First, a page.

wherein M is a metal which may be selected from the periodic table of either an alkali metal or an alkali earth metal, R' is an aryl radical of 1-4 aromatic rings, and y an integer of 0-10. It is to be understood, however, that in Formula I, there must be at least one (1) SO3 M radical.
In Formula I above, [R] is an organic radical of 1-20 carbon atoms and is either alkyl, aralkyl, alkenyl, aralkenyl, aryl, arylene, alkylene, aralkylene, alkenylene, aralkenylene, alkylidene, aralkylidene, alkenylidene or aralkenylidene. It should also be understood that [R] can contain halogen substitutents such as chlorine, bromine or fluorine.
As indicated above, Formula I, in its simplest form, can consist merely of [B] which in turn would be merely Formula II with y being equal to 1. This is where [A] and [R] would be zero. Thus, the simplest formula is as follows: ##SPC1##
and more specifically ##SPC2##
Actually, while there are many compounds that meet the requirements of Formula I and which offer excellent flame retardant characteristics to an aromatic polycarbonate, the preferred additive employed in the monomeric form is disodium naphthalene-2,6-disulfonate. This has the following formula: ##SPC3##
Mixtures of the metal salts of the monomeric aromatic sulfonic acids can be employed herein.
When the polymeric form of the aromatic sulfonate is employed in the practice of this invention, it can best be represented by the following formula:
[A]m [R1 ]m +n [B]n III.
wherein [A] and [B] are independently selected from the following formula:
(SO3 M)y R' IV.
wherein R', M, and y have the same meaning as recited previously. In addition, the same requirement for y is also applicable. However, it is also understood that [A] and [B] units can be randomly selected. In addition, [R1 ] is an organic radical of 1-20 carbon atoms and is either arylene, alkylene, aralkylene, alkenylene, aralkenylene, alkylidene, aralkylidene, alkenylidene and aralkenylidene. In the polymeric form, [R1 ] cannot be monovalent as in the case of the monomeric form of the additive employed herein and described by Formula I above. In Formula III, the sum of m and n must be at least 4 and can be as high as 4,000. As shown, the selection of m and n can be random or equal or one can be zero (0). In Formula III, R1 can also contain halogen substituents as previously recited for [R] of Formula I.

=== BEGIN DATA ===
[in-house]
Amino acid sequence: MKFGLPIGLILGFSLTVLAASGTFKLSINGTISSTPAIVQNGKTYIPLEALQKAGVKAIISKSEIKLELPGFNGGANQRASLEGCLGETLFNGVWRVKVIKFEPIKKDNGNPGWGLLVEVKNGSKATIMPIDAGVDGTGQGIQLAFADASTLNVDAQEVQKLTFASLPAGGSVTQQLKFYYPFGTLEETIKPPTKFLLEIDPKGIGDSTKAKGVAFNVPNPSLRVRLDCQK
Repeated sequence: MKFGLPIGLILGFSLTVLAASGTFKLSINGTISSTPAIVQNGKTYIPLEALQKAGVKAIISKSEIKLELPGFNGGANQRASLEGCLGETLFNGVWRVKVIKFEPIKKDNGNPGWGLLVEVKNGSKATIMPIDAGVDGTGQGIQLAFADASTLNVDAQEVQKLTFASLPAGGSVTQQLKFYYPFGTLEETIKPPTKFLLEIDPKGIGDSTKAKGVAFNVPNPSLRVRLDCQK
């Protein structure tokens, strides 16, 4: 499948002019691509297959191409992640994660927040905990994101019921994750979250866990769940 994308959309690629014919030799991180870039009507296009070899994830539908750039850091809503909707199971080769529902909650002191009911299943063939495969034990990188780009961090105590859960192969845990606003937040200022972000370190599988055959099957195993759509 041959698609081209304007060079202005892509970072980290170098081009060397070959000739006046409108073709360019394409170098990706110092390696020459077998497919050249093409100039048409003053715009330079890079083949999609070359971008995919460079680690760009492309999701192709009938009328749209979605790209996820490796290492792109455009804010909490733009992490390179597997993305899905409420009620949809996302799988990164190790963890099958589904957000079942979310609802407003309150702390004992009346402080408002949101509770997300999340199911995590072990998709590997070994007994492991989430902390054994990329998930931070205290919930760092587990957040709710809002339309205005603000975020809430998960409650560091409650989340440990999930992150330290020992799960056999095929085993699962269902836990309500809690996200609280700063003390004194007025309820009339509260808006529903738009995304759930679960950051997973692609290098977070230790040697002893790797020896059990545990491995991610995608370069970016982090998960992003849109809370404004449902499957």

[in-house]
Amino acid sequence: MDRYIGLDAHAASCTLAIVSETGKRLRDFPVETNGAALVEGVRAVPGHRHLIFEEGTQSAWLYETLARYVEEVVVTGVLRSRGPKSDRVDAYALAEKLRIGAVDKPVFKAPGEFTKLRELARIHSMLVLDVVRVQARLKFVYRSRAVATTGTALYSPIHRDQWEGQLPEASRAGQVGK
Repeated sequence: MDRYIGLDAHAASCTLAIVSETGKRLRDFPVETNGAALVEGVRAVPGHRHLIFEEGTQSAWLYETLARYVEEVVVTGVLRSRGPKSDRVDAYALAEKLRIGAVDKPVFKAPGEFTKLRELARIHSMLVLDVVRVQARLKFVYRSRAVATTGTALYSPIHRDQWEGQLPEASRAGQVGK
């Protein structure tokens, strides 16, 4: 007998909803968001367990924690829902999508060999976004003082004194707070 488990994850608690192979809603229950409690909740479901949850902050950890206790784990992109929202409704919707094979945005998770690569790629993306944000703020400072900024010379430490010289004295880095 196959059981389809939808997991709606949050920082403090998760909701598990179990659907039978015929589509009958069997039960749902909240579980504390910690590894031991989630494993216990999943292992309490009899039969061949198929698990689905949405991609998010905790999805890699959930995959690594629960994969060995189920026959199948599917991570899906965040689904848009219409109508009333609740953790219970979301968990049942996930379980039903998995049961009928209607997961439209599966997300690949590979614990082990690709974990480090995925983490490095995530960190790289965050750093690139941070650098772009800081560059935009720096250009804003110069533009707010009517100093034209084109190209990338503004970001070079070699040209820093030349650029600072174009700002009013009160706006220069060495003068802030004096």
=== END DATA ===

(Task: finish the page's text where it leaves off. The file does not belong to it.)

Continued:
In the practice of this invention, it is to be understood that the polymeric structure can be either a homopolymer, a copolymer, a random copolymer, a block copolymer or a random-block copolymer, including mixtures thereof. In addition, the ratio of sulfonated aromatic rings to unsulfonated aromatic rings can vary from greater than 1 to 1 to as high as that which is necessary to render the polycarbonate flame retardant. This may be 1 to 100.
In order to more fully and clearly illustrate the present invention, the following specific examples are presented. It is intended that the examples be considered as illustrative rather than limiting the invention disclosed and claimed herein. In the examples, all parts and percentages are on a weight basis unless otherwise specified.
Ninety-nine parts of an aromatic polycarbonate, prepared from 2,2-bis(4-hydroxyphenyl)propane and phosgene in the presence of an acid acceptor and a molecular weight regulator and having an intrinsic viscosity of about 0.57, is mixed with 1 part of a finely ground dehydrated additive listed in Table I by tumbling the ingredients together in a laboratory tumbler. The resulting mixture is then fed to an extruder which is operated at about 265°C., and the extrudate is comminuted into pellets.